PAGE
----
The talented design team at posh international florist, London's Jane Packer, has been selected to design and produce the 4,400 floral bouquet's being presented to medal winners at the 2012 London Olympic games. The task is massive, and the restrictions equally as challenging, but the team found a creative solution, thanks to the leadership of creative director Susan Lapworth, and a whole team of growers, stylists and suppliers across the country. Jane Packer has a New York City story too - 328 East 59th St. Check it out if you are in the city.
The flowers and herbs in the bouquet had to be British grown, and as the Jane Packer website states,"they will be made at the time of the Games with the help of floristry students from across the country". Whew! But for any of you who think that this is a dream job, just wait....designing such a product does have its downside, as well as its immense honor...
The official story, as told by designer and creative director Susan Lapworth, is well crafted, but as an ex floral designer myself, I sense, from the tone between the lines - that, well - let's face it, it was a tough challenge as anyone who has had to design anything by a committee, knows. Imagine this project and it's requirements, deep, relevant meaning, and material restrictions ranging from local grown herbs, to hyper alergenic flowers.
The teams describes the resulting design: "The Victory Bouquet is sectioned off into boldly coloured quadrants to mirror the 2012 logo..." ( ahem...as if that was not controversial - although, as a graphic designer, I have to share with you that I kind of like it.) "... These colors are separated by typical British food ingredients which also provide an eclectic fragrance.".
Before you imagine beans and pot pie - these are simply herbs - rosemary, lavender, apple mint and English wheat. (OK- it's a pub friendly arrangement.). Still, so British. Gove-nor - another pint, please?
Ms. Lapworth continues, "All of the components of the bouquet had to be grown in Britain, , a key aim for us". ( take that, Mr. Lauren). Although...one would imagine the Holland, being so close, could have helped a bit with the variety.
Here is the design brief, which indicates the limitations one had, both creatively and from a process perspective: British grown flowers, a size of 20 x 25cm, strong visual impact. reflect the energy of London 2012. Hardy varieties that will withstand varying temperatures ( there are no cold storage facilities at the venues) and handling by non-experts.
Ms. Lapworth comments, about the flowers: "Although not indigenous, in our mind, the most British flower is the rose. Sadly, although we possess the expertise, no UK grower was currently producing roses for commercial use, so we have commissioned the growing of the roses in the design specifically for this project. The variety of rose used needed to be proven to be robust and long lasting with a history of successful cultivation."
She continues, " We have chosen British grown herbs, lavender, apple mint and rosemary. These provide an eclectic fragrance which is important to enhance the 'moment' of triumph for the athlete without causing an allergic (!) reaction which some heavily scented flowers often do. Along with these herbs, we have included wheat, a source of energy ( LOL), to reflect the 'energy lines' of the London 2012 theme.."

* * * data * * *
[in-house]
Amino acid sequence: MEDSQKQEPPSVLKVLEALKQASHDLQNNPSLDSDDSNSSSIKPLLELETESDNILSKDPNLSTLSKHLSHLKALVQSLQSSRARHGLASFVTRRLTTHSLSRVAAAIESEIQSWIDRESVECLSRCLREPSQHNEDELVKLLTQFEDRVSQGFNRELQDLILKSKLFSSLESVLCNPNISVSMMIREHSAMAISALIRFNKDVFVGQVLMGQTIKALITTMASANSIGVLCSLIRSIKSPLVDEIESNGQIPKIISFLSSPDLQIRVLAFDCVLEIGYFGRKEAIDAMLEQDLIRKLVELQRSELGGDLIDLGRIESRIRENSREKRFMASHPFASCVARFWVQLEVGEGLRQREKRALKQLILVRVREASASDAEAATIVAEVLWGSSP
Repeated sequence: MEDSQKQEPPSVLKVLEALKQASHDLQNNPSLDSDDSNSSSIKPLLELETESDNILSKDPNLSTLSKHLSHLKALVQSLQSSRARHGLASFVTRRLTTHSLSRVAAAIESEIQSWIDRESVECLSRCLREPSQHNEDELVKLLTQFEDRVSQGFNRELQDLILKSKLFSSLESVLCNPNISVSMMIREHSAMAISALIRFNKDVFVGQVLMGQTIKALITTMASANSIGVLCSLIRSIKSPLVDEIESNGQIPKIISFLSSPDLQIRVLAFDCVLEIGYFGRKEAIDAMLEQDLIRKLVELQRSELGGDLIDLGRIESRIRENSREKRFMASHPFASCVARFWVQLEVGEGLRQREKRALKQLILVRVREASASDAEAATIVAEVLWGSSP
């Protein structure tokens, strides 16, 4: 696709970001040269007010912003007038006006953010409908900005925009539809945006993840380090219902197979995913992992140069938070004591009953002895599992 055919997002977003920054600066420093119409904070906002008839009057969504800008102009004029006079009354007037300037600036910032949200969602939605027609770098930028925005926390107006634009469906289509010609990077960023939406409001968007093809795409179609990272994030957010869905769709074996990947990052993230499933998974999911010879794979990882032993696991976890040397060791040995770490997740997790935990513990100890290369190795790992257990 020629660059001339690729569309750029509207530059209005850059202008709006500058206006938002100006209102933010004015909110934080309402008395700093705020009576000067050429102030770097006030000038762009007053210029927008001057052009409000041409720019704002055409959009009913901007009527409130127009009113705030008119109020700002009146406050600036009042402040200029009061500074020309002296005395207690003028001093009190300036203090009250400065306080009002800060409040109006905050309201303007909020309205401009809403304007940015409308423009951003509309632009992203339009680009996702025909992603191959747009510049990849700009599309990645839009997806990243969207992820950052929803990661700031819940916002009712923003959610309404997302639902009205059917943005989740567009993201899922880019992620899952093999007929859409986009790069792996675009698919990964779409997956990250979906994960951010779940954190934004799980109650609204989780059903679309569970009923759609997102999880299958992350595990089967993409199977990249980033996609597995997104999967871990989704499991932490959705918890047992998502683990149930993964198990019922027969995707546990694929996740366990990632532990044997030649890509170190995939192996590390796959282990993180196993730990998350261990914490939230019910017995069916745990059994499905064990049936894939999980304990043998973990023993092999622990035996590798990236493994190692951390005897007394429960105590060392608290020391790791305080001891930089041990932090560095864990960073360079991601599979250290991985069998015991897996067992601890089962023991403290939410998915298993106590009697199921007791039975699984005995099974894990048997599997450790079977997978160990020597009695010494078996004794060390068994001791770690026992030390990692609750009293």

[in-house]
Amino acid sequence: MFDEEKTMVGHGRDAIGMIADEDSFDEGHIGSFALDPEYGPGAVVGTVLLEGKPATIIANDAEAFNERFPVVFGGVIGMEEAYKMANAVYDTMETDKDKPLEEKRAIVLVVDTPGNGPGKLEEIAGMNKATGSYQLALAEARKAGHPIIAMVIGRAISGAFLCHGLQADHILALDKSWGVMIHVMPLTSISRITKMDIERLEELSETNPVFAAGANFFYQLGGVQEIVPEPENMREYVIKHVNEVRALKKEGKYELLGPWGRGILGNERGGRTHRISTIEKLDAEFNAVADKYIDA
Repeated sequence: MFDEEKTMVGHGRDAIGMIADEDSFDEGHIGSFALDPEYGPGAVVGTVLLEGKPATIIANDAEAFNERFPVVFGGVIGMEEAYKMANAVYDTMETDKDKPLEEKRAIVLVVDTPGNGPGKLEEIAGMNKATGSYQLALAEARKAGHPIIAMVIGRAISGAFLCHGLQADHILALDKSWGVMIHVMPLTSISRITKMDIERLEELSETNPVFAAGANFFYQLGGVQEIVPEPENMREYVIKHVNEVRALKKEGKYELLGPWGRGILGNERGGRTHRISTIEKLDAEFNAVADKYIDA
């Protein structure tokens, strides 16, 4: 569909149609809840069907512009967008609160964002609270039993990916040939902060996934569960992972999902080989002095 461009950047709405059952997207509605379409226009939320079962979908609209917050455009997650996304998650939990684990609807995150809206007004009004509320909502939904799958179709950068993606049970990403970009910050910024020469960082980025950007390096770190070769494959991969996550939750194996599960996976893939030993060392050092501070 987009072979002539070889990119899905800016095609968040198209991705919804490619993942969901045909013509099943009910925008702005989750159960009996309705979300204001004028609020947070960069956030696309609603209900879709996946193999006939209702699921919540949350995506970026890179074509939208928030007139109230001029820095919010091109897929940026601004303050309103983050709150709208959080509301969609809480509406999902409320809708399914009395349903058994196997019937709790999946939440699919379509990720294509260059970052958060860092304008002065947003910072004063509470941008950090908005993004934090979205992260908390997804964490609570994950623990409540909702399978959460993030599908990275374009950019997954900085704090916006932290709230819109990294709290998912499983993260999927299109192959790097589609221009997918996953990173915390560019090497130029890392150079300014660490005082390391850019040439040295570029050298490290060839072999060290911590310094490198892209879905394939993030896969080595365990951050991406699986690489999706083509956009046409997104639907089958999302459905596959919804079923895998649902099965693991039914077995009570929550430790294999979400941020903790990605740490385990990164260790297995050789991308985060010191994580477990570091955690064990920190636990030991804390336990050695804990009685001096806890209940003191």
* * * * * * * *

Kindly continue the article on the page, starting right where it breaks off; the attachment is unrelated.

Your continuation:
Ms, Lapworth continues: " The colors - We chose a bright and vibrant colour theme that not only reflects the colours used in the 2012 logo, but also the colours throughout the London 2012 games. This vivid combination creates visual impact, which will also enhance the athlete's moment of victory.".
It takes many suppliers to achieve such a simple yet meaningful arrangement. I can only imagine the massive coordination required to accomplish such a feat. Jane Packer notes that the suppliers we challenging to find for the flowers, since sadly, the British floriculture industry that "once provided us with cut flowers, has been forced into, near extinction." The story is the same here in the US. Hey, it's a global economy, but still, a sad fact.
She particularly points out that one supplier in particular, Landgard UK provided the glasshouses under which the primary ingredients for the bouquets were grown and that they have acted as the lead project managers for sourcing and ensuring the flowers are perfect at game time.
More specifically, the roses, mint and rosemary were grown by Chessum Roses, Sussex.
The Lavender, by Long Barn - Hants
The Wheat, by Shropshire Petals
This venture requires lots of helping hands, as it makes Valentines Day seem like a real holiday, for any florist. Jane Packer have partnered with key colleges in the UK, that have floristry programs. Students are assisting with the creation of the bouquets at games time.
Writtle College, Essex
Bexley Adult Education, Kent
Kingston Maurward, Dorset
I wish everyone involved, the best of luck, and hope that they enjoy this contribution to global unity.
Note: Jane Packer, herself, passed away in 2010. Her legacy includes this international floral business ( London, Tokyo, New York, Hong Kong), a fragrance range, an on-line flower shop, and a retail store in association with John Lewis on London's Oxford Street. All are testimony to the potency of the JANE PACKER philosophy and brand, which continue today under a the leadership of her husband, CEO and co-founder, Gary Wallis.